Did You Know You Could Get Handicapped Parking on a Residential Street?

IMG_7081, originally uploaded by Prince of Petworth.

I think this is fantastic. I know parking on my block has gotten a lot tougher over the last year. It’s nice to know if someone is disabled they have this option.

16 Comment

  • The folks who have this parking spot are the nicest people you will ever meet. They are long time residents who have seen it all…

  • This may not be very PC but I have a problem with these. Street parking is a shared resource. Driving is also a privilege, not a right. There are many, many handicapped people in the District who cannot even afford cars. So why should we give extra privileges to those lucky enough to be able to both 1) own a single family home and 2) drive a car?

    Setting aside a parking spot like this also places an unfair burden on parking for everyone else. Nobody can use that spot when he’s not there, unlike any other parking spot. It’s a much greater cost than just one car on the street.

    Finally, when I lived in Mt. Pleasant there was one of these on Kenyon street. The house in question had offstreet parking in the back. This just seems wrong.

    There are many, many reasons why people might want to take public resources for their own private use on the basis of exceptional need. I think parking a car does not pass the test of a “necessity” given that we don’t have any system to give free cars and gasoline to handicapped, poor people in the first place. This seems like a handout to someone who’s already pretty well off when there are much greater needs.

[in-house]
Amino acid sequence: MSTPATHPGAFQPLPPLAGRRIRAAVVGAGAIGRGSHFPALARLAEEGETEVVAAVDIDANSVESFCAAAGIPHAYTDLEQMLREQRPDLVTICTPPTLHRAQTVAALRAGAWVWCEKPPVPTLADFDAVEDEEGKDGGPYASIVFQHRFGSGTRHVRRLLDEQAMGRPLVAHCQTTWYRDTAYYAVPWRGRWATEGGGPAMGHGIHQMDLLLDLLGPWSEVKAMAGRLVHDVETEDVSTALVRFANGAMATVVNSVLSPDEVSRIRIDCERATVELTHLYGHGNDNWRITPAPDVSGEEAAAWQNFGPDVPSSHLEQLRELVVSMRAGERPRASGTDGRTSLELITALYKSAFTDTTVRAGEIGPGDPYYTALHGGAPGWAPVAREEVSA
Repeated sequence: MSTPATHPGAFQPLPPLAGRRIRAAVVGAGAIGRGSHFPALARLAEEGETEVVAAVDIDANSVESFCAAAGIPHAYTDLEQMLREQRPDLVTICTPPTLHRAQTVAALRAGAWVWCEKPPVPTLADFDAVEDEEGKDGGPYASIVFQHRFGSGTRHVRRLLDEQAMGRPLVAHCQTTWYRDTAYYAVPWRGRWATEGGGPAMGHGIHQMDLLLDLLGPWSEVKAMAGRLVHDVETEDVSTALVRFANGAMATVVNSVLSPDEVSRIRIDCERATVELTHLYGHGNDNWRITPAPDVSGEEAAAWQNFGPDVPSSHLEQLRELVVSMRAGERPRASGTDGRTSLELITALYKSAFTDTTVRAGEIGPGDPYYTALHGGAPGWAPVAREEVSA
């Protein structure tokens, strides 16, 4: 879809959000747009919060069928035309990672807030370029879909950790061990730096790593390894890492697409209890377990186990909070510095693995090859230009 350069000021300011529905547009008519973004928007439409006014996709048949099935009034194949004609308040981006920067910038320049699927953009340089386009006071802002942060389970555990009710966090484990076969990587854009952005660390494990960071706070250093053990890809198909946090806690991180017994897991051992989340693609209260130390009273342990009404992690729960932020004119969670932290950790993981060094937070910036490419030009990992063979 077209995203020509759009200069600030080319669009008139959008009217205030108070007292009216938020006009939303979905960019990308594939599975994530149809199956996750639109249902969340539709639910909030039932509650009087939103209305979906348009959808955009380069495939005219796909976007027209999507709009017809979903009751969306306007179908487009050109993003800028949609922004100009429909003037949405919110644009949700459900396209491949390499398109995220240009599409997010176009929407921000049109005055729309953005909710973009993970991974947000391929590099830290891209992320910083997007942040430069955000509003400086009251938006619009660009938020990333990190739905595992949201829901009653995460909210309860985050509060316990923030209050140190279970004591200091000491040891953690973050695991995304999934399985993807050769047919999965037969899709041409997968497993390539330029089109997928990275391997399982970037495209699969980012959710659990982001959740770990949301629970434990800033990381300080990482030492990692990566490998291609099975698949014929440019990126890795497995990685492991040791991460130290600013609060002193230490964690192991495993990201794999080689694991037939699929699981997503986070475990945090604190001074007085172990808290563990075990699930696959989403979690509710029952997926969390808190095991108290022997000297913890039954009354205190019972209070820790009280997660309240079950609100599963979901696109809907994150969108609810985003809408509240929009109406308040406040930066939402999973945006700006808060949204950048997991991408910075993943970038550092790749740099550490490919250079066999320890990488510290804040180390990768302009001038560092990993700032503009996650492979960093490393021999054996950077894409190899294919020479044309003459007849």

I am not criticizing any individual who’s got one of these permits. If the system is in place and I qualified, damn straight I’d take advantage of it. I just think the system doesn’t make much sense.

  • Yeah, unfortunately we know this now. Read into that what you will.

  • i love the folks who have this spot! they are the neighborhood watch of that section of new hampshire ave. and they have a beautiful, interesting, lovely front yard.

    i realize those points have nothing to do with their rights to have a reserved handicap spot, but i don’t care. 🙂

  • Well it’s better than the elderly but not handicapped the neighbor in my previous neighborhood, who expected everyone to leave the space in front of her house open for her car. If you did make the mistake of parking there, she would march over to pound on your door and demand that you move. And there were always plenty of free spaces on our block. I’m so happy I don’t live there anymore.

  • the city seems incapable of moving these signs once the handicapped person no longer resides on the street.

    also, not everyone that lives in a single family house and owns a car is well off.

  • “the city seems incapable of moving these signs once the handicapped person no longer resides on the street.”

    They sure are. Won’t stop them from ticketing you, though.

  • Jamie – do you also believe it’s unfair for elderly and disabled to get reduced fair metro cards? Do you think (as did some of the UK in 1995) that a medical doctor needs to perform an incapacity test every 6 months to confirm that the person is actually still disabled?

    Check the demographics. People with disabilities incur high monthly costs for transportation and durable medical equipment, and yet disability can strike anyone regardless of race, religion, gender, or national origin. Certainly, chronic illness and disability tracks with SES. Low SES predicts worse outcomes and increased mortality from a number of causes, e.g. breast cancer. High SES predicts better outcomes. (Trivers K et al, CEBP 2007;16(9):1822-1827.) There is likely a cycle of cause and effect.